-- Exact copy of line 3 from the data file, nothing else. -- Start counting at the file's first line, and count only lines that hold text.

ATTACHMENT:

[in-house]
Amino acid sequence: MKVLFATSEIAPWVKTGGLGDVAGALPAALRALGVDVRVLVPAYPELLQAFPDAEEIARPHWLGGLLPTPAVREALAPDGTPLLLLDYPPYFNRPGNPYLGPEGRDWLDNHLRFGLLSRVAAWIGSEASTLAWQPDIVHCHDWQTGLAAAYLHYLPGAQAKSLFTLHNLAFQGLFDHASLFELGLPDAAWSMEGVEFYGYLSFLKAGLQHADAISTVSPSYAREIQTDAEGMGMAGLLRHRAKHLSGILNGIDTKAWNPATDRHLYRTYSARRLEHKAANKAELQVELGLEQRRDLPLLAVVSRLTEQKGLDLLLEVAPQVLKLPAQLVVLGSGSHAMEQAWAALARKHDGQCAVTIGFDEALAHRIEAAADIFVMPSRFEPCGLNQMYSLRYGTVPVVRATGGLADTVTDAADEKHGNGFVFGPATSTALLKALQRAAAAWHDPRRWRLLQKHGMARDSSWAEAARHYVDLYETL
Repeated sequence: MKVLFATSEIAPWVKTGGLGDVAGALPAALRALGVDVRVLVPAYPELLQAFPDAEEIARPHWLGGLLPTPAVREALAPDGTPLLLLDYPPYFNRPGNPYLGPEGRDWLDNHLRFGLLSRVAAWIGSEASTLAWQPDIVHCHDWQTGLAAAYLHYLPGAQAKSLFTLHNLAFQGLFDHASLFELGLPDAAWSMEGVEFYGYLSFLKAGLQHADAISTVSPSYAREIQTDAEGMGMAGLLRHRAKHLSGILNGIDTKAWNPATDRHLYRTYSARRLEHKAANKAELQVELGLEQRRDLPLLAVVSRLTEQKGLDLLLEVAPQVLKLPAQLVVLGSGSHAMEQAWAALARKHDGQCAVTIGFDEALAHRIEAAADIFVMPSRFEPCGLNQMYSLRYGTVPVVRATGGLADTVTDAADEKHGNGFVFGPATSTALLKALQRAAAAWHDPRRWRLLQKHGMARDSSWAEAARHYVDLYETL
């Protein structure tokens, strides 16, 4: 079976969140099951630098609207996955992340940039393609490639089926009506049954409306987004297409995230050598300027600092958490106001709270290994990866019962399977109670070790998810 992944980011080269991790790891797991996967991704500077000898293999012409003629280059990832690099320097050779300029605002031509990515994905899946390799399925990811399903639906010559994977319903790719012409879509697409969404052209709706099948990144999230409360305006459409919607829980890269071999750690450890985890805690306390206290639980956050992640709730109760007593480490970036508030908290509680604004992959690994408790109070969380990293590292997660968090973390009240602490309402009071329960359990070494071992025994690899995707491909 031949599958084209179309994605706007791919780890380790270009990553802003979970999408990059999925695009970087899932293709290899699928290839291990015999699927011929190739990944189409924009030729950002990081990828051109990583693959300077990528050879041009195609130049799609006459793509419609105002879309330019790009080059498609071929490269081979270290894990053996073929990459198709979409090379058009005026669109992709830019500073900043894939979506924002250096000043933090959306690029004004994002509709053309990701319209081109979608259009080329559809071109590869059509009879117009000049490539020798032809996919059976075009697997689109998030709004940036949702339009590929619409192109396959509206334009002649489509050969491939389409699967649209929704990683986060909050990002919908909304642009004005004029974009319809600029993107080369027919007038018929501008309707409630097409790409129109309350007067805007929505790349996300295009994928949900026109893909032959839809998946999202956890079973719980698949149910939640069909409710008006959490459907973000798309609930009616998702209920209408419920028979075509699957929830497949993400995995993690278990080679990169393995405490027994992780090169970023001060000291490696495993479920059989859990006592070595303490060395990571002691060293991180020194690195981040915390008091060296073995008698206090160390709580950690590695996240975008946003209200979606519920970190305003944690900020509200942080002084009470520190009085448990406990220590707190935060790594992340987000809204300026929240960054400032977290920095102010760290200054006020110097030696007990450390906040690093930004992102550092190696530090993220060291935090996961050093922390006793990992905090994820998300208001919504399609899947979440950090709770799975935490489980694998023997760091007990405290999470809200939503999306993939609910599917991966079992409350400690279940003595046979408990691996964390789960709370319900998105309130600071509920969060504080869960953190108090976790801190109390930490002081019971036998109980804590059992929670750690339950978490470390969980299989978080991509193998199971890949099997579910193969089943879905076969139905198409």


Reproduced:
Repeated sequence: MKVLFATSEIAPWVKTGGLGDVAGALPAALRALGVDVRVLVPAYPELLQAFPDAEEIARPHWLGGLLPTPAVREALAPDGTPLLLLDYPPYFNRPGNPYLGPEGRDWLDNHLRFGLLSRVAAWIGSEASTLAWQPDIVHCHDWQTGLAAAYLHYLPGAQAKSLFTLHNLAFQGLFDHASLFELGLPDAAWSMEGVEFYGYLSFLKAGLQHADAISTVSPSYAREIQTDAEGMGMAGLLRHRAKHLSGILNGIDTKAWNPATDRHLYRTYSARRLEHKAANKAELQVELGLEQRRDLPLLAVVSRLTEQKGLDLLLEVAPQVLKLPAQLVVLGSGSHAMEQAWAALARKHDGQCAVTIGFDEALAHRIEAAADIFVMPSRFEPCGLNQMYSLRYGTVPVVRATGGLADTVTDAADEKHGNGFVFGPATSTALLKALQRAAAAWHDPRRWRLLQKHGMARDSSWAEAARHYVDLYETL